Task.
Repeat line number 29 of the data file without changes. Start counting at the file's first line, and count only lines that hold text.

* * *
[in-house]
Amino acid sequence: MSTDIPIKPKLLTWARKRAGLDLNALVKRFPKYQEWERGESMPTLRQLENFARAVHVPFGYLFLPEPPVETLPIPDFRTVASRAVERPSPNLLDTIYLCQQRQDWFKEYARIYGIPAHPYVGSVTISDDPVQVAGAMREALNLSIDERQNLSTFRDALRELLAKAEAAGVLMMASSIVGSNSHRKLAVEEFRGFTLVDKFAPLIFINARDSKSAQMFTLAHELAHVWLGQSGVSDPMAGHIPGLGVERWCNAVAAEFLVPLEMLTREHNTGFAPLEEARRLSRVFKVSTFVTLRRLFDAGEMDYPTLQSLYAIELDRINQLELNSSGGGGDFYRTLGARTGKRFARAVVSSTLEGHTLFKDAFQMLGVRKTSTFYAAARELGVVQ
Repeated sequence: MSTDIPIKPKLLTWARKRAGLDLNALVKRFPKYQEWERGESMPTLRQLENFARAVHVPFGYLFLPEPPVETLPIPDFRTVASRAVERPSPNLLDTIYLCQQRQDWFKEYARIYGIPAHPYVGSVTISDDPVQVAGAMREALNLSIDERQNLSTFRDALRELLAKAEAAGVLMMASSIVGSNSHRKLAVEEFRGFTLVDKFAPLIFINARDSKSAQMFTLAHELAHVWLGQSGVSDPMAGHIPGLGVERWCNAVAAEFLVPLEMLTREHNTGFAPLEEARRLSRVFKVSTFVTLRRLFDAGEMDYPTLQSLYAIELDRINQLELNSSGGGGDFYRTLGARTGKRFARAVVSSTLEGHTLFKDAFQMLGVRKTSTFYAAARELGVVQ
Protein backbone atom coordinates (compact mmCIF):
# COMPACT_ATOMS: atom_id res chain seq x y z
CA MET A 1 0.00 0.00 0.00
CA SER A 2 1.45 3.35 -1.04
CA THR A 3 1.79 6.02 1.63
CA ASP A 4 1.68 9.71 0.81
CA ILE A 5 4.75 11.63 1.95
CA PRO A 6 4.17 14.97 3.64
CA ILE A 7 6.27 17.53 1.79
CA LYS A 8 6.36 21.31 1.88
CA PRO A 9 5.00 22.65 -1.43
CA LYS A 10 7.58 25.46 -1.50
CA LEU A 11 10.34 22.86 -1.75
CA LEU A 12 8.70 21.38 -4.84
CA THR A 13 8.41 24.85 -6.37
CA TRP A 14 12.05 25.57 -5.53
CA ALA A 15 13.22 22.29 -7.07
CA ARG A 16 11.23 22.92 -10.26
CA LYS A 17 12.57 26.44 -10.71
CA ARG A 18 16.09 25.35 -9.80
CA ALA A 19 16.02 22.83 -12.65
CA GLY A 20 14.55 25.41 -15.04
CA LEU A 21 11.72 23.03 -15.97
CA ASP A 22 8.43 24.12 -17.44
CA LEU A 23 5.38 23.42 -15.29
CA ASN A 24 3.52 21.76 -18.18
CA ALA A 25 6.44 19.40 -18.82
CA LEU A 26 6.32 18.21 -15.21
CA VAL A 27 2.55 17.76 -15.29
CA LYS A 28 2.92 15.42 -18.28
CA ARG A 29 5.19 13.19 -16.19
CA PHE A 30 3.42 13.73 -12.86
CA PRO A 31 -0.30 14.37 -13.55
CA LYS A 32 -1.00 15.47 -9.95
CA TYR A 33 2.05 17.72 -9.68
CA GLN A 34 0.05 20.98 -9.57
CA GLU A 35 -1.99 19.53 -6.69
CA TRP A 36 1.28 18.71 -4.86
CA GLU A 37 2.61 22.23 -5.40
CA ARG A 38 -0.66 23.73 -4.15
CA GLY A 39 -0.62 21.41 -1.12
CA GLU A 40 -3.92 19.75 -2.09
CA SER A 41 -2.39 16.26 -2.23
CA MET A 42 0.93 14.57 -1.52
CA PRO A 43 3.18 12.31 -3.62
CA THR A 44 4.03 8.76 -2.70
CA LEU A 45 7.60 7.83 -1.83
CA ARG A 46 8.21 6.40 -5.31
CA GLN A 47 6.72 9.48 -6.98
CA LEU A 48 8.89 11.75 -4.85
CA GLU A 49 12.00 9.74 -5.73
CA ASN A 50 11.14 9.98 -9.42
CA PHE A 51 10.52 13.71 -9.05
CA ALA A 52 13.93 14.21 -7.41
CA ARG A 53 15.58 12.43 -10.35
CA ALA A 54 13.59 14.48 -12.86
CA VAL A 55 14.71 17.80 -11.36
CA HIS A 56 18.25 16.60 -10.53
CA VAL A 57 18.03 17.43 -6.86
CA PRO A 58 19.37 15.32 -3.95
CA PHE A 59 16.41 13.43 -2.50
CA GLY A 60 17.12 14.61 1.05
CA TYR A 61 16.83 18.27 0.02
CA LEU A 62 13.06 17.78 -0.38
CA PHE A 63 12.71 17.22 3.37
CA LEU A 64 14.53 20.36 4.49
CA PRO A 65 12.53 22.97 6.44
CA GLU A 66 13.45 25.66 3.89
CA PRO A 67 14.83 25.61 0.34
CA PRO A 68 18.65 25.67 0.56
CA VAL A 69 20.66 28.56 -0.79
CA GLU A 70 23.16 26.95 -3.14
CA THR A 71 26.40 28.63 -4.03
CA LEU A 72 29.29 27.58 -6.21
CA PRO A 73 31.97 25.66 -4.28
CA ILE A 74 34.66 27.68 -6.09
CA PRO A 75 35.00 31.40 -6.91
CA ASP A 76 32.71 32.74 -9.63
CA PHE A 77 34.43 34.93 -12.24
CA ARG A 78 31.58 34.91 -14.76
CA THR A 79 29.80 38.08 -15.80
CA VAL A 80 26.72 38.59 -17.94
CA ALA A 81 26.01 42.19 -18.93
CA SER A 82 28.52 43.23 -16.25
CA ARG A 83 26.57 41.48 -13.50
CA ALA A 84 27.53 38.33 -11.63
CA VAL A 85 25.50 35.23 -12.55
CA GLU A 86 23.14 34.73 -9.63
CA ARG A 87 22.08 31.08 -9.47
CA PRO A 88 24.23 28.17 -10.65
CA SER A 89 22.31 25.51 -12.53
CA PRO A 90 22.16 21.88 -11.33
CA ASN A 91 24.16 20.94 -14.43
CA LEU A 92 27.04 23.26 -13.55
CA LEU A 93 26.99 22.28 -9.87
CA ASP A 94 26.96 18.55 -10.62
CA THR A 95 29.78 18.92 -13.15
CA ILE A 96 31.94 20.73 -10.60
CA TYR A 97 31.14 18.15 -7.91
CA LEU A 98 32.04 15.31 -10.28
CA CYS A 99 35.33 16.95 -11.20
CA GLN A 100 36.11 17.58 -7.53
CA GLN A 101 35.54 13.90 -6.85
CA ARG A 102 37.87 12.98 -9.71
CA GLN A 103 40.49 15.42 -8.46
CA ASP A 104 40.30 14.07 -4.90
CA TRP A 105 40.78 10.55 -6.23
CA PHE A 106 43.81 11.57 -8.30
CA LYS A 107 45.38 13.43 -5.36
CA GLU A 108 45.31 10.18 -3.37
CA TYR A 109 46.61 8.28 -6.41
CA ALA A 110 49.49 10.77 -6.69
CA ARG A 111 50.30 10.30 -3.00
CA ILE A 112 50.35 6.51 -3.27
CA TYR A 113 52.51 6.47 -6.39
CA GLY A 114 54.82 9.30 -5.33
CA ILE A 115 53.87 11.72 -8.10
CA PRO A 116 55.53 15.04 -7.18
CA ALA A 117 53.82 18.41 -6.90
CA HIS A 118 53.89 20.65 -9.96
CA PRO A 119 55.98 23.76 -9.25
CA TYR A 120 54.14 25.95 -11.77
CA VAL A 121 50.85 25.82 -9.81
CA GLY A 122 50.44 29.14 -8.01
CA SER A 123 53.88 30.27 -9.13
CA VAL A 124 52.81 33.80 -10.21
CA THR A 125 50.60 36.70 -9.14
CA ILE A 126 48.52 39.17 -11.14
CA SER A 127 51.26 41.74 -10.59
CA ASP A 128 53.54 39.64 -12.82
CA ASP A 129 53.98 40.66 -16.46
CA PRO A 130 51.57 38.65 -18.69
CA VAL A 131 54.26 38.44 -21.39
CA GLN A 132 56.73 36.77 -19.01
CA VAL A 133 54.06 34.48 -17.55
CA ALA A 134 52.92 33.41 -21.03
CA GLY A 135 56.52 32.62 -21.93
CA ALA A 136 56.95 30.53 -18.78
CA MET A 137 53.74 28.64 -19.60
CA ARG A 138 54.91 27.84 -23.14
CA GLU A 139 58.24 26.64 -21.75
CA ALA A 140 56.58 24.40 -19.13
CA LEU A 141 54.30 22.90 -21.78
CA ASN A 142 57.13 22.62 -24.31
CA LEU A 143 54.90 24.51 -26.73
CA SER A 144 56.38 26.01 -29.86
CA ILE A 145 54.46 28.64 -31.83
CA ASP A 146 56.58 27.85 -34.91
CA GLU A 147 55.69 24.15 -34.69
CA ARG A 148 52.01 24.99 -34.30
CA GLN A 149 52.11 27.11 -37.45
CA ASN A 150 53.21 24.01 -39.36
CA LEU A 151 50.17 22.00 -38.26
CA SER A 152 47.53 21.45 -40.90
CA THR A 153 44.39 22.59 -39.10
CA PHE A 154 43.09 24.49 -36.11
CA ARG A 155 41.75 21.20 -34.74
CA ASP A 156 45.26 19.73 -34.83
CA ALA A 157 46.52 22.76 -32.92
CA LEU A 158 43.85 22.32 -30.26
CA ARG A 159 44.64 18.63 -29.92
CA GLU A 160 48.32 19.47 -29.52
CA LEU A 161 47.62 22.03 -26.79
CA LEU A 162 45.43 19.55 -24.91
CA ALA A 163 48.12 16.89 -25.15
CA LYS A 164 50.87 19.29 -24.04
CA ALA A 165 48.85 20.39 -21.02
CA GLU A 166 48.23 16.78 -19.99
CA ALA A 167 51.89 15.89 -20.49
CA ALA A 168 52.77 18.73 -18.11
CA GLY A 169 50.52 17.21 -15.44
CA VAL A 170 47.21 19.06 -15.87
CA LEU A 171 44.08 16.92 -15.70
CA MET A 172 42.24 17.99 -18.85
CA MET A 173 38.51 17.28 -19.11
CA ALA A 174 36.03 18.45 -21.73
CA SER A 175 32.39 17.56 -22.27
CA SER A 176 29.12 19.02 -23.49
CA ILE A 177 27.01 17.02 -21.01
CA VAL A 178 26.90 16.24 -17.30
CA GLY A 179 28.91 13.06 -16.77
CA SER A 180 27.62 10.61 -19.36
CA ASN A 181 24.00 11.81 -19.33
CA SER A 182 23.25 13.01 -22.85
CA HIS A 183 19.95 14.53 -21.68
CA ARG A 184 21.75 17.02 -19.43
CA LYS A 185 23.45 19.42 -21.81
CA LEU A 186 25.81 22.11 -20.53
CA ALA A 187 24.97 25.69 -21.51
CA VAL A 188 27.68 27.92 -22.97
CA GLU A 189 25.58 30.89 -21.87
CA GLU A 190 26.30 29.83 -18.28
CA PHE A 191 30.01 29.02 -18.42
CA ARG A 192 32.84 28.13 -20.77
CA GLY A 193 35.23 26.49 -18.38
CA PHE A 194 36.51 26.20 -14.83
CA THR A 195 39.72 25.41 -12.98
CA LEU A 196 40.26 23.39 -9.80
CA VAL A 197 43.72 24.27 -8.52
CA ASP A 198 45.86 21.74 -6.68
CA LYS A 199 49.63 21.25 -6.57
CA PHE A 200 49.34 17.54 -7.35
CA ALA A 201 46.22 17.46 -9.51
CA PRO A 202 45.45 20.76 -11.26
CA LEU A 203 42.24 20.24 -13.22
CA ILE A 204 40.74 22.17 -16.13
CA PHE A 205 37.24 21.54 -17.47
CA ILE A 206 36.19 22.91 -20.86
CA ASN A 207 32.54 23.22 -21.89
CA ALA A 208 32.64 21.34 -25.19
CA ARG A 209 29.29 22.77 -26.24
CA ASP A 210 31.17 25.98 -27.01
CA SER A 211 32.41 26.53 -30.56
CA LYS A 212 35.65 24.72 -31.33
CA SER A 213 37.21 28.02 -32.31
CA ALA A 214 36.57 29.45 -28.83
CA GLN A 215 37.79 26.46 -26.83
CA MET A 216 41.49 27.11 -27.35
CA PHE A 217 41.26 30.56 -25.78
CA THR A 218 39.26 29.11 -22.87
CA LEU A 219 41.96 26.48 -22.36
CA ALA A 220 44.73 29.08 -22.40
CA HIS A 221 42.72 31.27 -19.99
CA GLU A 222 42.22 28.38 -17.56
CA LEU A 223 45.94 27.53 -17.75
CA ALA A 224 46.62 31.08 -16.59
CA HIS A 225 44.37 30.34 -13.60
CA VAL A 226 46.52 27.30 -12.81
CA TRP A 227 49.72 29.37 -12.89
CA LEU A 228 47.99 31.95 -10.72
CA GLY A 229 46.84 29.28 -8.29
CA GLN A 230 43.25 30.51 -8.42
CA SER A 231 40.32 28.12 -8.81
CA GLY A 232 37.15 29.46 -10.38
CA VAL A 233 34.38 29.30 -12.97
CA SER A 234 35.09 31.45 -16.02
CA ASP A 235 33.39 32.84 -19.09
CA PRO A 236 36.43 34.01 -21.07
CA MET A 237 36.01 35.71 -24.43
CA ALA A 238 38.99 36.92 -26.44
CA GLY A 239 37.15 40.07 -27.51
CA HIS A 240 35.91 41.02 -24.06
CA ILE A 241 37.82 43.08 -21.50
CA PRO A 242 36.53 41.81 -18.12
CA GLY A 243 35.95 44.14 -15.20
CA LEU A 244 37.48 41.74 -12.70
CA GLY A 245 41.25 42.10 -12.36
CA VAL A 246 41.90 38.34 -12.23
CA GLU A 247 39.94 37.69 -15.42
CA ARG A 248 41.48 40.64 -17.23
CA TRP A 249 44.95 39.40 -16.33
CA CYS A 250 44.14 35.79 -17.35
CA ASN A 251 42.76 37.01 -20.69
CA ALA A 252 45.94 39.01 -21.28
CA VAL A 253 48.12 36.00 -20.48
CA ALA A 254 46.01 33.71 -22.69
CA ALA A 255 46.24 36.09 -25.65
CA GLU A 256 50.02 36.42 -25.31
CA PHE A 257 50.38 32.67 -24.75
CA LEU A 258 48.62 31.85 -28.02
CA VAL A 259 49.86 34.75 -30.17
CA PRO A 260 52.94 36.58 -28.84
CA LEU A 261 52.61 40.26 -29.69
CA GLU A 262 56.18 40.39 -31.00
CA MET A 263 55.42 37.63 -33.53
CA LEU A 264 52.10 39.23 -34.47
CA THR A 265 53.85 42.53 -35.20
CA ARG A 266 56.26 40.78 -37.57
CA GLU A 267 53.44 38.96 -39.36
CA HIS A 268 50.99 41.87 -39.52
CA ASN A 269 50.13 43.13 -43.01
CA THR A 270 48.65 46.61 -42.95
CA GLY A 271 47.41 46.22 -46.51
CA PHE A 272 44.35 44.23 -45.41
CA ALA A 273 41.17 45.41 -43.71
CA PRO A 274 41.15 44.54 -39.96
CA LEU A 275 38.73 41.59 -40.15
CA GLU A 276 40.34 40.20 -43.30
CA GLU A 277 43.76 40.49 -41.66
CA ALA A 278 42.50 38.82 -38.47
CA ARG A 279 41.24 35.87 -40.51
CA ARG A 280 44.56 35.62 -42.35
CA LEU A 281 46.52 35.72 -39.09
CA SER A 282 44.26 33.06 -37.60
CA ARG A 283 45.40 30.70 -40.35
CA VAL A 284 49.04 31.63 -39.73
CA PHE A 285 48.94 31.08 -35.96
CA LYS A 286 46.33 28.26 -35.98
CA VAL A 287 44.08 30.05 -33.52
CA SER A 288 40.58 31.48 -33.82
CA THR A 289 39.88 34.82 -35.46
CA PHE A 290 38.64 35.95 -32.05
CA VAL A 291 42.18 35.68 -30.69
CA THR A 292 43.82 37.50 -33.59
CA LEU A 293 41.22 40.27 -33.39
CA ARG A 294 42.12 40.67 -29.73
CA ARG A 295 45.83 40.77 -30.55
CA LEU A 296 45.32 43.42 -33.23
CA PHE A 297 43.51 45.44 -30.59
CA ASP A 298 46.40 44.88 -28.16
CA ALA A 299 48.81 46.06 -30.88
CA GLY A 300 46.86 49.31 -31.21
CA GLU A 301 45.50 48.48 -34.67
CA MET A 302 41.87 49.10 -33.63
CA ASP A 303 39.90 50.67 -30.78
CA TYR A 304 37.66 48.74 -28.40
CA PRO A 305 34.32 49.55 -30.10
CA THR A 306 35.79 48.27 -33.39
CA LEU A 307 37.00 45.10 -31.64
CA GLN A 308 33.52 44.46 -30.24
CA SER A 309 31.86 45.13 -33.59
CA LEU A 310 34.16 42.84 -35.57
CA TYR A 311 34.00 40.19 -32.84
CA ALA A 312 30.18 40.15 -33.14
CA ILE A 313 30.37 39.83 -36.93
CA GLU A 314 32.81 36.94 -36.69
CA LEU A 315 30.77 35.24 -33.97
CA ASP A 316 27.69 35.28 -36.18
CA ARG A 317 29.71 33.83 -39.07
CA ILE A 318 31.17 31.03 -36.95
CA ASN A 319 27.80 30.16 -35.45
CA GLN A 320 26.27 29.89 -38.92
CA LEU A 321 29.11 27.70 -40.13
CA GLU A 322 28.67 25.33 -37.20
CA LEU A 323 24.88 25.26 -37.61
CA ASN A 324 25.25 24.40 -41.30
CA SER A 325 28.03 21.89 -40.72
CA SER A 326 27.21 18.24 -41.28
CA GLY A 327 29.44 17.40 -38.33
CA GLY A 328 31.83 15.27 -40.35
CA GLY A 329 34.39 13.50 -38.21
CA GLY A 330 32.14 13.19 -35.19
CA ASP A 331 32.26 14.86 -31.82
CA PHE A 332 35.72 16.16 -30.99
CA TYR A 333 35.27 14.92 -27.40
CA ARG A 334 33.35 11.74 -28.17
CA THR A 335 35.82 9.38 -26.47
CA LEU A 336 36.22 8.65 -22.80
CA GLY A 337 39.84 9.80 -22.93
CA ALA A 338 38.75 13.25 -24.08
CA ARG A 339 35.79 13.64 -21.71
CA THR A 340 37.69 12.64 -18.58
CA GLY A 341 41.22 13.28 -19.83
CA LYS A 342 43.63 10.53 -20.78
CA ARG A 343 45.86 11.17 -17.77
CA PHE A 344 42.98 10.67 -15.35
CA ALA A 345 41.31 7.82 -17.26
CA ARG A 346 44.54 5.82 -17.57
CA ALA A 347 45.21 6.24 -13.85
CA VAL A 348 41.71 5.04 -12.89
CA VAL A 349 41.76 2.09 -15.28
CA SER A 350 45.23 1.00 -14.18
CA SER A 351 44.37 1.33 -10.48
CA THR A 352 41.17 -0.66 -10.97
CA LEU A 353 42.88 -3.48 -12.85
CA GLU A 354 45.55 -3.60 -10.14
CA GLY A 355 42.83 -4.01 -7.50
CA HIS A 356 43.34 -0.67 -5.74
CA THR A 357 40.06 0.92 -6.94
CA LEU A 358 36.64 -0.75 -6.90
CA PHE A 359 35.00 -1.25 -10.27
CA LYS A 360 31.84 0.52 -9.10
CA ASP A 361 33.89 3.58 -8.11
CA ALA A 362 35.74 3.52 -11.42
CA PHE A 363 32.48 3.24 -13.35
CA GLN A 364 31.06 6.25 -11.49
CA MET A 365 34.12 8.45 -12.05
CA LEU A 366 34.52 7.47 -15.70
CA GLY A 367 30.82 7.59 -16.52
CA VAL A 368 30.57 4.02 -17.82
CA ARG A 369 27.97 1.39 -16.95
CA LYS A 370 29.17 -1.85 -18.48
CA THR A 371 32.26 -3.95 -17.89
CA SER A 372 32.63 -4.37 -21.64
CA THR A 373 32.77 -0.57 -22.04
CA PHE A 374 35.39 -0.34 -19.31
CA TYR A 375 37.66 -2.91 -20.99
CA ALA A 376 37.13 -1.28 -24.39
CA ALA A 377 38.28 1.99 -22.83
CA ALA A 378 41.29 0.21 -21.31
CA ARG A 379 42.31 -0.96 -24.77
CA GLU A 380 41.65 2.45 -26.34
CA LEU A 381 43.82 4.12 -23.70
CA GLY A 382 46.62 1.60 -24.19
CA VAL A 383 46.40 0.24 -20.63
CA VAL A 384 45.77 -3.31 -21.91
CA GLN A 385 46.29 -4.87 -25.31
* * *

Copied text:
CA ASN A 24 3.52 21.76 -18.18